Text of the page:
Abstract

Abstract 3076

Introduction:

Maintenance therapy with hypomethylating agents (HMA) after HSCT is being suggested as potentially attractive approach to minimize relapse. Many studies reported the antileukemic and immunomodulatory effects of HMA with a favorable toxicity and a potential to expand the number of hematopoietic stem cells. Under the hypothesis that post-transplant maintenance therapy with decitabine (DAC) may reduce relapse rate, we designed a phase I clinical trial to determine the safe dose of DAC by an adaptive method using pharmacokinetic-pharmacodynamic (PK-PD) mixed effect modeling and simulation (M&S).

Methods:

Patients who received HSCT for higher-risk MDS and MDS/AML were eligible. The conditioning regimen was i.v. busulfan (6.4 or 12.8mg/m2) and fludarabine (150mg/m2). GVHD prophylaxis was cyclosporine or tacrolimus with methotrexate. ATG was administered to all patients. Patients in the disease remission with appropriate recovery of platelet count (PC>30,000/mm3) and absolute neutrophil count (ANC>1,000/mm3) without grade III/IV acute GVHD received DAC on day 42–90 post-transplant. For each subject, a designated dose of DAC was intravenously given for 5 consecutive days and repeated every 4 weeks up to 12 cycles. A cohort consisted of 3 patients where the same daily dose was given and the initial dose for the first cohort was daily 5 mg/m2. A total of 7 PK samples were collected up to 3 hours after the first dose. PC and ANC were monitored weekly as PD markers. After the 1st cycle, the dose for the next cycle was simulated in each patient with mixed-effect M&S using NONMEM, by which an adjusted dose was expected not to cause grade IV hematological toxicity (PC>25,000 or ANC>500) at the simulated lower limit of 50%. This M&S-guided dose calculation was continued until the cycle 4 and the dose at the 4th cycle was maintained fixed thereafter without further dose re-calculation unless evidences alarming dose adjustment occurred. The initial doses of the next cohorts were also determined by the M&S using the PK and PD data of previous cohorts.

Results:

Twenty one patients were enrolled and DAC was delivered in 13 patients whose median age was 49 years (19–65). All patients received pre-transplant HMA with DAC (n=7) or azacitidine (n=6) for higher-risk MDS. HMA responses at time of HSCT were 1 CR, 5, marrow CR, 3 stable disease, and 4 progressive disease including 3 MDS/AML. Intensive chemotherapy was given 2 MDS/AML and 1 achieved marrow CR. All patients received peripheral blood stem cells from siblings (n=7) or unrelated donors (n=6). Excluding 1 patient whose data was insufficient for PK/PD modeling, a total of 4 cohorts with 12 patients are under this study so far. Among the subjects, 5 found the maintenance dose for each of them while the others are still in the adjustment steps. ANC showed more sensitive decrease by DAC than PC and the criteria of ANC>500 was the dose-limiting factor in most patients. At the individual level, the predictive performance of our PK-PD model was satisfactory. When the doses were given without M&S individualization (all of the first cycles and arbitrarily-escalated cases at the 2nd cycle), grade IV hematological toxicity occurred 6 times compared to those with M&S-guided dose determination 40% vs. 6.7%). The initial dose was changed from 5 mg/m2/day to 4 (cohort 2), 5 (cohort 3) and 5.5 (cohort 4) as guided by the population PK-PD approach. Many patients showed increasing tendencies of both PC and ANC possibly due to the improvement of graft function; therefore, the dose required to achieve the target nadir was escalated by cycle. DAC-associated nonhematological toxicities were minimal and there was no increase in transplant-related toxicities including GVHD.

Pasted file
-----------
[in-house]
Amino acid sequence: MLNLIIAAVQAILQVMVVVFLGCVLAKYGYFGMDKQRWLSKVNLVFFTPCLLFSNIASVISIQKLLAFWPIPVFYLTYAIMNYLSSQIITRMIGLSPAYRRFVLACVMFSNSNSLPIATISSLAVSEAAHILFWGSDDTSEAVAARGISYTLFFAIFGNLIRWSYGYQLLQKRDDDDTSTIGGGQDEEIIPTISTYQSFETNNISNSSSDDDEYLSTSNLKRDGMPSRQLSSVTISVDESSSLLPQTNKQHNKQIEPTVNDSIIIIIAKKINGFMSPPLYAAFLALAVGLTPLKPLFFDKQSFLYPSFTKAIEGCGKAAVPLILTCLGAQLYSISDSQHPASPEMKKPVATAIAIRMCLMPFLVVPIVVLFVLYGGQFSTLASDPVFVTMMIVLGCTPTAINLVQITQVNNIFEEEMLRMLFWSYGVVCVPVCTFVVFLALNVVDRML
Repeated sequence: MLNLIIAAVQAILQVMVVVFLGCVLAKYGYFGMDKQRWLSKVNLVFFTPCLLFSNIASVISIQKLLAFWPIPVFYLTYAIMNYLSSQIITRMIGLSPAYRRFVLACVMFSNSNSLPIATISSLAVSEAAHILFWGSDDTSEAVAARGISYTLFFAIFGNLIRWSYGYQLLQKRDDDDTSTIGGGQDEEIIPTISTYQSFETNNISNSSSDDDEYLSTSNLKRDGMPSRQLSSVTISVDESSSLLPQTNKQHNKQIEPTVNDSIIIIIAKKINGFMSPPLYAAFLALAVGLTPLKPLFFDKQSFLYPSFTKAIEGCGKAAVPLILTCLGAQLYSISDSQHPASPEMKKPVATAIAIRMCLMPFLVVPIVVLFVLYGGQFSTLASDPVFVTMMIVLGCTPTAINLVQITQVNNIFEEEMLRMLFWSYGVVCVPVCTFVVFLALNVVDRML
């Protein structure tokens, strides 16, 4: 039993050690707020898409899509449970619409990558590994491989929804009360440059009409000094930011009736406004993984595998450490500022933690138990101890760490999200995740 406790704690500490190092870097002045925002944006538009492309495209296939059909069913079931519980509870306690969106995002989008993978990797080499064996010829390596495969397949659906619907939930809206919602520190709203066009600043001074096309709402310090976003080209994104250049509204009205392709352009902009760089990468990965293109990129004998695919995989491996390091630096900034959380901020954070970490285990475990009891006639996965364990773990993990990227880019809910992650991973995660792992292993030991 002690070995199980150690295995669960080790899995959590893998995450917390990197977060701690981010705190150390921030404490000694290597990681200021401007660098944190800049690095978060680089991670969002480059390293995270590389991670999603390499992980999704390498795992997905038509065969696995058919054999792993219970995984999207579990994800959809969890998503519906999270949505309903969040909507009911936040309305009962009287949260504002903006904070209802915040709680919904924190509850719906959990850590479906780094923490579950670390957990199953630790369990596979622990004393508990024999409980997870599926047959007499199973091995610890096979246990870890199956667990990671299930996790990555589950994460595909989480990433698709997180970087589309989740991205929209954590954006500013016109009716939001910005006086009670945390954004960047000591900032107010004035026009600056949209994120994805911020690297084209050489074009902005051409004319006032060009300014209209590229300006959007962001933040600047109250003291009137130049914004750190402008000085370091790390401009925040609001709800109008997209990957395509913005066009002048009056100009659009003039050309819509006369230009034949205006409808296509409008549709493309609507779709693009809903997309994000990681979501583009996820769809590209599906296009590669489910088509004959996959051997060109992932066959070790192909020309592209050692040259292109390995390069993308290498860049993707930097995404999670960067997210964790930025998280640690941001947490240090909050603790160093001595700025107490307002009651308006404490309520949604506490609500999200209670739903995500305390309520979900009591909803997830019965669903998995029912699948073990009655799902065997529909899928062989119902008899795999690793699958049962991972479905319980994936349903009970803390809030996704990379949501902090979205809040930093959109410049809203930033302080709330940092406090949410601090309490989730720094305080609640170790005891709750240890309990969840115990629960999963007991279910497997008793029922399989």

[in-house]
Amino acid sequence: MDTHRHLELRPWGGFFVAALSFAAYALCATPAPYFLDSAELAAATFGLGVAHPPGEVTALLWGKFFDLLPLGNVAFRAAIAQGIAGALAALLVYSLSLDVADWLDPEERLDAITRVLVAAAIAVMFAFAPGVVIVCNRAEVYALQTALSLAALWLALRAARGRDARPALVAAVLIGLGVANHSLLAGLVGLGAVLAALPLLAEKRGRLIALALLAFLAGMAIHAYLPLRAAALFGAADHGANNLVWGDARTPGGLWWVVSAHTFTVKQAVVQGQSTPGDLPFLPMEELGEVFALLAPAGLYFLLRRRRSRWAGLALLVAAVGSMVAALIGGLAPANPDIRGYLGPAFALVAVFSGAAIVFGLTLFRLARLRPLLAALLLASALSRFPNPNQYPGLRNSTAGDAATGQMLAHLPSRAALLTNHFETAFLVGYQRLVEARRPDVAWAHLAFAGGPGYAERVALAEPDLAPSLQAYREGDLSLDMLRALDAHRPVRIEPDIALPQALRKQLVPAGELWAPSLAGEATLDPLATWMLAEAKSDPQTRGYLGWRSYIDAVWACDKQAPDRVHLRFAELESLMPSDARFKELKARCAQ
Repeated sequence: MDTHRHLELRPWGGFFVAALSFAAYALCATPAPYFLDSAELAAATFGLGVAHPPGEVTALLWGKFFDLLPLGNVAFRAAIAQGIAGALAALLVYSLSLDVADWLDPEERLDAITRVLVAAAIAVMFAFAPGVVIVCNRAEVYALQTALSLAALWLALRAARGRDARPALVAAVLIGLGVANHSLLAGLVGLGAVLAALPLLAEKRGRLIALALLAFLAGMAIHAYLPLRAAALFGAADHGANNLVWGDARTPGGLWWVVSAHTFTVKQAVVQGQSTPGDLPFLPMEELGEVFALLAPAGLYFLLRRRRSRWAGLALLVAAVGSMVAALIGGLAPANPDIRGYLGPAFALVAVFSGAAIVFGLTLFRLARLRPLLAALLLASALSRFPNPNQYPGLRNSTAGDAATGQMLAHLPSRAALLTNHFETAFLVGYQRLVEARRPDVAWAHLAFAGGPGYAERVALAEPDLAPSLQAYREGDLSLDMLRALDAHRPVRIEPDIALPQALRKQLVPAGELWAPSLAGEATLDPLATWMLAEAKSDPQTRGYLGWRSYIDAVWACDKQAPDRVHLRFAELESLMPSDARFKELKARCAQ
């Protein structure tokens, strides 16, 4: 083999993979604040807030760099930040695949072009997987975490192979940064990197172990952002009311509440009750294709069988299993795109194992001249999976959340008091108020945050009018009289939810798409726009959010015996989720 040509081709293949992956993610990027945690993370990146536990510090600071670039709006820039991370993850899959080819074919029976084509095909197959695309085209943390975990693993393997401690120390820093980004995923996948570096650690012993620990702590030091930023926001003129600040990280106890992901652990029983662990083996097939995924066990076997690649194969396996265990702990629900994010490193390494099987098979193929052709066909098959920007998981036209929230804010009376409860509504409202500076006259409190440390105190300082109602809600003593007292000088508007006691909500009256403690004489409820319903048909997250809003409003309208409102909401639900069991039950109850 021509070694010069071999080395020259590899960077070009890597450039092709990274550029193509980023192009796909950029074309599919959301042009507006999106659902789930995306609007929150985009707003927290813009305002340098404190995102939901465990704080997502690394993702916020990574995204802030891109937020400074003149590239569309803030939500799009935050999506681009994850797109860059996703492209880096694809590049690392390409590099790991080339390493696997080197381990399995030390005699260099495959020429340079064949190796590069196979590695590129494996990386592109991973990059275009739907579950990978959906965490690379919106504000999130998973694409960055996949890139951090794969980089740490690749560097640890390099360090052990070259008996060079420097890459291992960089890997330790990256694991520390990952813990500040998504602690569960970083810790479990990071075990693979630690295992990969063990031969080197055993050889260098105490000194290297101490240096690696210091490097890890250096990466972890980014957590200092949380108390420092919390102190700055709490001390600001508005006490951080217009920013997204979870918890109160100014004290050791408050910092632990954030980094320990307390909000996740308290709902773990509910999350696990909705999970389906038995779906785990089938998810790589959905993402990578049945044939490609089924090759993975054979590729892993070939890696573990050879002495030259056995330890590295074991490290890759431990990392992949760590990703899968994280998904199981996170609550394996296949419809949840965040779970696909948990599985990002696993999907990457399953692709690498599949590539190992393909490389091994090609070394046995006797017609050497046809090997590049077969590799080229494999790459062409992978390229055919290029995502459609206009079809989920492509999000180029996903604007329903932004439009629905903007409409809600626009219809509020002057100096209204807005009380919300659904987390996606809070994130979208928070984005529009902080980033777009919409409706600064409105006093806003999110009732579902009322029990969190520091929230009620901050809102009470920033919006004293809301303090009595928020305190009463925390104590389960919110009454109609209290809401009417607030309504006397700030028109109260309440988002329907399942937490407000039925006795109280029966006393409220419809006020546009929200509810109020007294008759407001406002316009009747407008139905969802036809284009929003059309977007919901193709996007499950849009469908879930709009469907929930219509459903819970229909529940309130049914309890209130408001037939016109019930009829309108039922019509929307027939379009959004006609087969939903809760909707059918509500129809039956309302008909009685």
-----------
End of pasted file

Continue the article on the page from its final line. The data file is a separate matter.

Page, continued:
Conclusion:

Judging from the number of toxicity events and study progress, the PK-PD M&S approach might be a better choice to ensure safety in each individual and to adjust dose between cohorts compared to fixed-dose design such as modified Fibonacci method. However, our model has a limitation that the improvement of graft function was not taken into consideration due to the sparseness of individual data. It will be implemented in our final analysis using all the data from this study to recommend optimal maintenance dose. Currently, the optimal initial dose, 5 mg/m2/day, could be estimated by M&S approach when only the 1st cycle data of all the participants were used.

Disclosures:

Off Label Use: Maintenance therapy with decitabine after hematopoietic stem cell transplantation. Kim:Jassen: Honoraria, Research Funding.

Author notes

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Asterisk with author names denotes non-ASH members.